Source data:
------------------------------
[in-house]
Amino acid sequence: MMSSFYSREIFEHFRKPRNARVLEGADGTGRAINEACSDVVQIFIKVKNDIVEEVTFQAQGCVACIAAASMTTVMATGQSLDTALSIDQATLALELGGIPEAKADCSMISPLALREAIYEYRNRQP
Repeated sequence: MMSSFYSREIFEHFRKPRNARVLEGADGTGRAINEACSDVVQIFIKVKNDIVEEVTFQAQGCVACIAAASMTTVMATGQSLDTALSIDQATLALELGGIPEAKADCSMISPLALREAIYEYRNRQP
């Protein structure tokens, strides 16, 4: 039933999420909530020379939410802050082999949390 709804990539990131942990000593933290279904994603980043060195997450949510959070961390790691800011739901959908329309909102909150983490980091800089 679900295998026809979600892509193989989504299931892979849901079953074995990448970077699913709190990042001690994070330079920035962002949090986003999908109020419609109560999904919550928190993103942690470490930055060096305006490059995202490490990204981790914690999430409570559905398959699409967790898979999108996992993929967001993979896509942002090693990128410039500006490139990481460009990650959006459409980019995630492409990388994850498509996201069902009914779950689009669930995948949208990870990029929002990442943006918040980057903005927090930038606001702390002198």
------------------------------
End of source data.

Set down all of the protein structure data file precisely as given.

[in-house]
Amino acid sequence: MMSSFYSREIFEHFRKPRNARVLEGADGTGRAINEACSDVVQIFIKVKNDIVEEVTFQAQGCVACIAAASMTTVMATGQSLDTALSIDQATLALELGGIPEAKADCSMISPLALREAIYEYRNRQP
Repeated sequence: MMSSFYSREIFEHFRKPRNARVLEGADGTGRAINEACSDVVQIFIKVKNDIVEEVTFQAQGCVACIAAASMTTVMATGQSLDTALSIDQATLALELGGIPEAKADCSMISPLALREAIYEYRNRQP
């Protein structure tokens, strides 16, 4: 039933999420909530020379939410802050082999949390 709804990539990131942990000593933290279904994603980043060195997450949510959070961390790691800011739901959908329309909102909150983490980091800089 679900295998026809979600892509193989989504299931892979849901079953074995990448970077699913709190990042001690994070330079920035962002949090986003999908109020419609109560999904919550928190993103942690470490930055060096305006490059995202490490990204981790914690999430409570559905398959699409967790898979999108996992993929967001993979896509942002090693990128410039500006490139990481460009990650959006459409980019995630492409990388994850498509996201069902009914779950689009669930995948949208990870990029929002990442943006918040980057903005927090930038606001702390002198």